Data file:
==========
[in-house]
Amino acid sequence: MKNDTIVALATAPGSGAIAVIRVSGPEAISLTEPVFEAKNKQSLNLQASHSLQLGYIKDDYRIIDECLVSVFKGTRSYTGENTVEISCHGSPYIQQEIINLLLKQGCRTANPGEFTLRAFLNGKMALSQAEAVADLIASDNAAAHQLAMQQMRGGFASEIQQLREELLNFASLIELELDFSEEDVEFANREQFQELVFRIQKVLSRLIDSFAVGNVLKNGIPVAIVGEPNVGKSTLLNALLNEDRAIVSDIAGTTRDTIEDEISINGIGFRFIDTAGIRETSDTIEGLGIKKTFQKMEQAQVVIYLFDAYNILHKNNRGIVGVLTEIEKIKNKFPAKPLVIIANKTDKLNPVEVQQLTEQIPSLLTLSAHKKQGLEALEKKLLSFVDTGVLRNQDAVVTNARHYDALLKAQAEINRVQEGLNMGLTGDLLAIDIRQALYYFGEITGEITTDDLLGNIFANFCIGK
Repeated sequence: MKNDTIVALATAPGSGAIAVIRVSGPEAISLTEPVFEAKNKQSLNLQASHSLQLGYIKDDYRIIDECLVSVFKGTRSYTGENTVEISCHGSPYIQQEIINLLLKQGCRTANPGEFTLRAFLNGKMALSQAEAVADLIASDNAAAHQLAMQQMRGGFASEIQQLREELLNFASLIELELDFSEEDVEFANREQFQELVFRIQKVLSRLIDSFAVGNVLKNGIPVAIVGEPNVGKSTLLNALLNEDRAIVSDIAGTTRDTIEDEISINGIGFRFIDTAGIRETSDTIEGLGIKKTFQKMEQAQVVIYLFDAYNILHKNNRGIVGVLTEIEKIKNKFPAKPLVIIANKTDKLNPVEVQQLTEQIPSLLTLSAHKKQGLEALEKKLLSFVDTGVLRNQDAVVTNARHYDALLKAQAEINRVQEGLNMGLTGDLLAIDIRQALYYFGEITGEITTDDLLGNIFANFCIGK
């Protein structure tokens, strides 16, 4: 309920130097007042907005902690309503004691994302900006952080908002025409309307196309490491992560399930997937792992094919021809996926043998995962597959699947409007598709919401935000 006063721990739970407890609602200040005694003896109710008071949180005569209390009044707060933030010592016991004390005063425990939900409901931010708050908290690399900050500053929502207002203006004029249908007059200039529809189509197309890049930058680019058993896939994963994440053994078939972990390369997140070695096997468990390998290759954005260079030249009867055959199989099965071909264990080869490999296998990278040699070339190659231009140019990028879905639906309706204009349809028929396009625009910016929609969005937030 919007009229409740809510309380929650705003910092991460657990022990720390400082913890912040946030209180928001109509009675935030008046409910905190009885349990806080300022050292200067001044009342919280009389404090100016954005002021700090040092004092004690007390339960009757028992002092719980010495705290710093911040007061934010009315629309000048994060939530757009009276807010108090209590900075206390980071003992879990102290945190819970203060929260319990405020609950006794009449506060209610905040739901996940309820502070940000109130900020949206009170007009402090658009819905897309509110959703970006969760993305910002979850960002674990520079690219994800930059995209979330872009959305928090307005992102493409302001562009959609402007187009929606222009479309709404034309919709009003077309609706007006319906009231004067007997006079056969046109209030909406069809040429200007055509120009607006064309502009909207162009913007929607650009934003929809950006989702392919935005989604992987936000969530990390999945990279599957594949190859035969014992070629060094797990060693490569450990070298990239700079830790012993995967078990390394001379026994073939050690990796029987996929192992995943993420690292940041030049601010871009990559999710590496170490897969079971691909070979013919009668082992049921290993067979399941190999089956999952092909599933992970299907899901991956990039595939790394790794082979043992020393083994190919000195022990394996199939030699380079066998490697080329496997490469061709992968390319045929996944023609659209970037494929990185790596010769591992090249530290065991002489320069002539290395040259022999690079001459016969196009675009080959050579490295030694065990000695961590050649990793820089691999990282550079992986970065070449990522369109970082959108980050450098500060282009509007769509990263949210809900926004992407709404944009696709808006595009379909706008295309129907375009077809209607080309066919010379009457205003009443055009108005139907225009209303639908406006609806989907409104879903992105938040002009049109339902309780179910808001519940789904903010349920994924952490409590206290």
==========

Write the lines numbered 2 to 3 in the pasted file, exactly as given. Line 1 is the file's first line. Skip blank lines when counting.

Amino acid sequence: MKNDTIVALATAPGSGAIAVIRVSGPEAISLTEPVFEAKNKQSLNLQASHSLQLGYIKDDYRIIDECLVSVFKGTRSYTGENTVEISCHGSPYIQQEIINLLLKQGCRTANPGEFTLRAFLNGKMALSQAEAVADLIASDNAAAHQLAMQQMRGGFASEIQQLREELLNFASLIELELDFSEEDVEFANREQFQELVFRIQKVLSRLIDSFAVGNVLKNGIPVAIVGEPNVGKSTLLNALLNEDRAIVSDIAGTTRDTIEDEISINGIGFRFIDTAGIRETSDTIEGLGIKKTFQKMEQAQVVIYLFDAYNILHKNNRGIVGVLTEIEKIKNKFPAKPLVIIANKTDKLNPVEVQQLTEQIPSLLTLSAHKKQGLEALEKKLLSFVDTGVLRNQDAVVTNARHYDALLKAQAEINRVQEGLNMGLTGDLLAIDIRQALYYFGEITGEITTDDLLGNIFANFCIGK
Repeated sequence: MKNDTIVALATAPGSGAIAVIRVSGPEAISLTEPVFEAKNKQSLNLQASHSLQLGYIKDDYRIIDECLVSVFKGTRSYTGENTVEISCHGSPYIQQEIINLLLKQGCRTANPGEFTLRAFLNGKMALSQAEAVADLIASDNAAAHQLAMQQMRGGFASEIQQLREELLNFASLIELELDFSEEDVEFANREQFQELVFRIQKVLSRLIDSFAVGNVLKNGIPVAIVGEPNVGKSTLLNALLNEDRAIVSDIAGTTRDTIEDEISINGIGFRFIDTAGIRETSDTIEGLGIKKTFQKMEQAQVVIYLFDAYNILHKNNRGIVGVLTEIEKIKNKFPAKPLVIIANKTDKLNPVEVQQLTEQIPSLLTLSAHKKQGLEALEKKLLSFVDTGVLRNQDAVVTNARHYDALLKAQAEINRVQEGLNMGLTGDLLAIDIRQALYYFGEITGEITTDDLLGNIFANFCIGK